Lacanian Review Online: Love and Sex in the Tinder Era

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When they poured across the border
I was cautioned to surrender
This I could not do

(Leonard Cohen, The Partisan)
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21st January 2019


Igniters
Gustavo Dessal
 

Dating apps for romantic or sexual encounters, or both together, began in the gay community. Grindr and Scruff were the pioneers, allowing gay men to be aware of about the existence of others in a determined geographic radius. Tinder (2012) was an important step because it extended the idea to people of all types of identity or sexual orientation. To begin with it was only compatible with the iPhone, but a year later there was the leap to Android, the operating system of 70% of mobiles.

What consequences has Tinder had on love life? Opinions are varied, as happens when one evaluates the advantages and disadvantages of technologies. A heated debate between IT engineers was direct testimony of this. While some maintained that thanks to Tinder the possibilities of encounters had multiplied, others argued that the increase in quantity was certainly damaging of the quality. Many people explained that by way of Tinder they had managed to meet someone outside the restricted circles in which their daily life took place, while there were those who said they had encountered a large number of people they wished they had never met in their life. There are those who consider that hooking up in this way increases the risk of maltreatment, cruelty or deceit, given that virtual communication allows one to hide or withdraw oneself from any commitment. In contrast, others make a case for the possibility of finding someone in an era in which this is increasingly difficult.

Dating apps have built a wall that separates daily life from the sentimental or the sexual in a radical way. It is difficult to know whether the extension of their use is due to the fact that relations in real life have become suspect. Today one would think twice before trying to approach someone in one’s academic or work environment. There is a very high possibility that this conduct could be judged to be a moral assault and not everyone is prepared to risk their skin. It is interesting how often one hears, as a litany expressed in undertone, the degree to which people wish to meet someone in real life, something that is now quite improbable. Who would today dare to ask for the phone number of a woman that one bumps into with a shopping trolley in the supermarket? Or of a work colleague? Tinder, in contrast, offers a zone where the actors involved are unable to make complaints or formal accusations if things don’t turn out as expected, especially as no-one has great illusions or puts great hopes there.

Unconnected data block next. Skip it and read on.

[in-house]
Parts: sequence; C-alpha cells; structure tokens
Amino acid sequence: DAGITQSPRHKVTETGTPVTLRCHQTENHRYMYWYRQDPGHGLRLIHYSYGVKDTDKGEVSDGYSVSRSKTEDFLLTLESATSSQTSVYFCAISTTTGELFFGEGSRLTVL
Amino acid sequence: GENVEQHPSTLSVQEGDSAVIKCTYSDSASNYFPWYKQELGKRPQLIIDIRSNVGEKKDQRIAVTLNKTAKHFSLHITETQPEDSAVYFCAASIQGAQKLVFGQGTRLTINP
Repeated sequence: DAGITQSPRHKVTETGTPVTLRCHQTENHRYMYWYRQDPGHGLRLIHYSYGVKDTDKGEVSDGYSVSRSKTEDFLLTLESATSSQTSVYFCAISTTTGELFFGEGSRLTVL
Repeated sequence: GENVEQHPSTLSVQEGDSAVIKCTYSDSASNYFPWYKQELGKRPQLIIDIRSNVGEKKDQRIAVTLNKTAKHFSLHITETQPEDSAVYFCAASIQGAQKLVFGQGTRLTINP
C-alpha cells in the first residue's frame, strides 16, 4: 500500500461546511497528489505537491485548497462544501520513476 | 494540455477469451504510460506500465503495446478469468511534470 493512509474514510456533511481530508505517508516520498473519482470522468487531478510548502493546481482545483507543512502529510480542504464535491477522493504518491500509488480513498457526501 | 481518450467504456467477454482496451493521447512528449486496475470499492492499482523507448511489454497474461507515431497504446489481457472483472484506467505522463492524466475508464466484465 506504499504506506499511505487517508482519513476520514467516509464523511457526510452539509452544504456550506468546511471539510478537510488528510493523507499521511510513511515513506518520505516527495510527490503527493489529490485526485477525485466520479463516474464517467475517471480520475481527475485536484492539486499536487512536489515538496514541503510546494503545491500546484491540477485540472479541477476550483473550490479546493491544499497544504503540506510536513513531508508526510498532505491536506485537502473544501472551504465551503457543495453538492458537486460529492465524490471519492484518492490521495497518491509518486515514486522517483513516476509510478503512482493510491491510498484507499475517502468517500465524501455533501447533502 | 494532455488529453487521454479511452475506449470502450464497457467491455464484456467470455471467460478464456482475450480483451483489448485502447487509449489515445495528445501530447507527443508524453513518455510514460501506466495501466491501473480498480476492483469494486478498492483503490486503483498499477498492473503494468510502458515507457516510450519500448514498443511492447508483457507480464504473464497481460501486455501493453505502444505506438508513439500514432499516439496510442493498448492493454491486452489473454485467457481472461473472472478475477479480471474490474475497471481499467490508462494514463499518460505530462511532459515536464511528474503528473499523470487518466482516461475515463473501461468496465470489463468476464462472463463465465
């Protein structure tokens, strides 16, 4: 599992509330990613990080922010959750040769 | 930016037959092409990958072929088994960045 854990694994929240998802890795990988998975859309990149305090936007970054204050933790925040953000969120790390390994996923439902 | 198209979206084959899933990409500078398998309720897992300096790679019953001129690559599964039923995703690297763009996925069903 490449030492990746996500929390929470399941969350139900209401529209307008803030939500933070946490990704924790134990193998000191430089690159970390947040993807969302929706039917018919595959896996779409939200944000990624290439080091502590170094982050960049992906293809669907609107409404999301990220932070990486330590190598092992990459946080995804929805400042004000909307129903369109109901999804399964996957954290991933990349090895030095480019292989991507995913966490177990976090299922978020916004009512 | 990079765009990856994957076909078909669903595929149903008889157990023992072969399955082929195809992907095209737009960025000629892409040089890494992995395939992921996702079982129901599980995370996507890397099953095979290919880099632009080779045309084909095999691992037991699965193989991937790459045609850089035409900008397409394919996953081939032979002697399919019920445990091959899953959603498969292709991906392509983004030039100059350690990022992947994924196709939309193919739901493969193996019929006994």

The most remarkable thing is that Tinder has become another form of work, even a form of jouissance in itself, one that substitutes for the encounter. Navigating the app, looking at photographs and biopics, initiating chats that go nowhere, take the place of physical dates for many people. And in conformity with current times, there are those who feel terribly guilty and tormented about not finding anything. The internet has created a thousand genies ready to emerge as soon as we rub the lamp of an application. Thus, if you are not happy, if you do not have a job, if you have not found your slice of the pie, you are definitely a failure, because the system has handed you on a tray everything you need for complete fulfilment. But don’t worry. There is still the option of seeking out a life coach who will help you to improve your performance. And if this still doesn’t produce the desired outcome, there is always a good serotonin reuptake inhibitor to be recommended.

 

Translated by Roger Litten

 
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Issue # 6 of The Lacanian Review
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